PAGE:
11. The aquatic treadmill of claim 7 further comprising at least one roller rotatable mounted between the two rails adjacent one end of the weight bearing member, the belt means extending over the upper surface of the weight bearing member and an outer surface of the roller.
12. The aquatic treadmill of claim 7 further comprising a pair of rollers rotatable mounted between the two rails adjacent the ends of the weight bearing member, the belt means extending over the upper surface of the weight bearing member and the pair of rollers.
13. The aquatic treadmill of claim 7 further comprising two fixed curved surfaces mounted between the two rails, each of the fixed curved surfaces having a first end adjacent one of the two opposing ends of the weight bearing member, and the belt means extending over the upper surface of the weight bearing member and the two fixed curved surfaces,
14. The aquatic treadmill of claim 1 wherein the belt means is made of a high density thermoplastic.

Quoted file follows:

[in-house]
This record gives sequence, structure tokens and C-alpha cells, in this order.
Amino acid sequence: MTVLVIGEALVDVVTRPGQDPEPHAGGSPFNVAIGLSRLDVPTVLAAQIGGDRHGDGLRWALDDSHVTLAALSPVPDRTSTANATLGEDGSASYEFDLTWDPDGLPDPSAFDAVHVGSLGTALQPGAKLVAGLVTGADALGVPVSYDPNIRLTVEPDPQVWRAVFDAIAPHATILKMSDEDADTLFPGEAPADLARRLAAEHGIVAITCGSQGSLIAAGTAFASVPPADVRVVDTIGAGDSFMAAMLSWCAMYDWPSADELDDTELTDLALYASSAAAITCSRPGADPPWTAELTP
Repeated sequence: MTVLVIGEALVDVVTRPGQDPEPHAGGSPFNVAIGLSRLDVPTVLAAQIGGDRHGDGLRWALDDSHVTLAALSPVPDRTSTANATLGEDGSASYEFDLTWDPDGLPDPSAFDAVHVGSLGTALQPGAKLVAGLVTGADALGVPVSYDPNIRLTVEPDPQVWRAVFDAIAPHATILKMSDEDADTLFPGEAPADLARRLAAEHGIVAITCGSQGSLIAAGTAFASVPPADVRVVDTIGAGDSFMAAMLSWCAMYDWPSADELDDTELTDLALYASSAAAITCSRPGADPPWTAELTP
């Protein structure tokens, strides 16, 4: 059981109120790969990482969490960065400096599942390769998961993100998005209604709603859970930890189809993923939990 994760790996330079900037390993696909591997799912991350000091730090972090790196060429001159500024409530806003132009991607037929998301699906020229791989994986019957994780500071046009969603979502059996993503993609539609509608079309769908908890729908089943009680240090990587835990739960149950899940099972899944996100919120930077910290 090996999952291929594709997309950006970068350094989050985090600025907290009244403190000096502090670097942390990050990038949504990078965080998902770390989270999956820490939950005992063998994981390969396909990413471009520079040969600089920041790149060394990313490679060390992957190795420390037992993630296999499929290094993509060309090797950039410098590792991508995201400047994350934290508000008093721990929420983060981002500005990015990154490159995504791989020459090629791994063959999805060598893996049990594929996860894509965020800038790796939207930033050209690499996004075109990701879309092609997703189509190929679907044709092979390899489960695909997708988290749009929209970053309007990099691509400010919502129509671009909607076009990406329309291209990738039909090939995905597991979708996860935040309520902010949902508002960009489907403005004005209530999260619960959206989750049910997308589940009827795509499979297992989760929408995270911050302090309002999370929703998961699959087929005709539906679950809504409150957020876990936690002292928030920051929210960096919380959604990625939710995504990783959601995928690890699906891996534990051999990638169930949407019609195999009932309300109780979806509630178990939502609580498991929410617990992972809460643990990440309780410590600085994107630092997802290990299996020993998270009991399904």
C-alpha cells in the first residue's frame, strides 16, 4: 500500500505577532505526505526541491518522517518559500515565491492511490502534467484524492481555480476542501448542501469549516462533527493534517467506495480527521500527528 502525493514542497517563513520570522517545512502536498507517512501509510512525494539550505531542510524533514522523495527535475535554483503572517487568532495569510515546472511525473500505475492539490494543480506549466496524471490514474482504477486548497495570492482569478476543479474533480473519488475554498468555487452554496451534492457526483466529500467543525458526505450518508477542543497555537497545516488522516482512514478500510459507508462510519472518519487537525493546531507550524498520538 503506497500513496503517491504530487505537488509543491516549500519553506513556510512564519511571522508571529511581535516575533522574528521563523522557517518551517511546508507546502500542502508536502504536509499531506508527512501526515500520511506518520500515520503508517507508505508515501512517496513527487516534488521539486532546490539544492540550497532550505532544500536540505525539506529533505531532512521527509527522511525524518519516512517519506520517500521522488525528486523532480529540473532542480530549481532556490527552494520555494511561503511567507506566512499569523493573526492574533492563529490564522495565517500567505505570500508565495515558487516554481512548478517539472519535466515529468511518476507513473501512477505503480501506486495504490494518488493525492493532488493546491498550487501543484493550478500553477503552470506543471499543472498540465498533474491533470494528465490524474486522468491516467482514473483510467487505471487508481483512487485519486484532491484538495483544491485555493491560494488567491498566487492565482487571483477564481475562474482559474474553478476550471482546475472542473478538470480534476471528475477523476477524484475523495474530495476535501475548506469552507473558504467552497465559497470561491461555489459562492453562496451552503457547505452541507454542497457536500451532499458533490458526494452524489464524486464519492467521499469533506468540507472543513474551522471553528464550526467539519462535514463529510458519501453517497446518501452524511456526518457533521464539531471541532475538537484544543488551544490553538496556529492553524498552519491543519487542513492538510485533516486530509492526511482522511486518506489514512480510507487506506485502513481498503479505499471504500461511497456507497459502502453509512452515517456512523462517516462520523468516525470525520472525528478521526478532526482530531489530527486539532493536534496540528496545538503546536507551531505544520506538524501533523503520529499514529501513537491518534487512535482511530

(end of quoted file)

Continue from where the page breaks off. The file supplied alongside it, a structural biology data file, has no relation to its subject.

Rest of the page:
15. The aquatic treadmill of claim 1 wherein the belt means is made of a thermoset polymer.
16. The aquatic treadmill of claim 1 wherein the belt means has a mesh pattern wherein each opening in the mesh pattern is in the range of from approximately 0.04 square inches to approximately 1 square inch.
17. The aquatic treadmill of claim 1 wherein the belt means has a mesh pattern wherein each opening in the mesh pattern is approximately 0.36 square inches.
18. An aquatic treadmill for use in a tank filled with a liquid comprising:
a weight bearing member adapted to be supported within a tank, the weight bearing member having an upper surface in the liquid and a predetermined distance above a bottom of the tank; and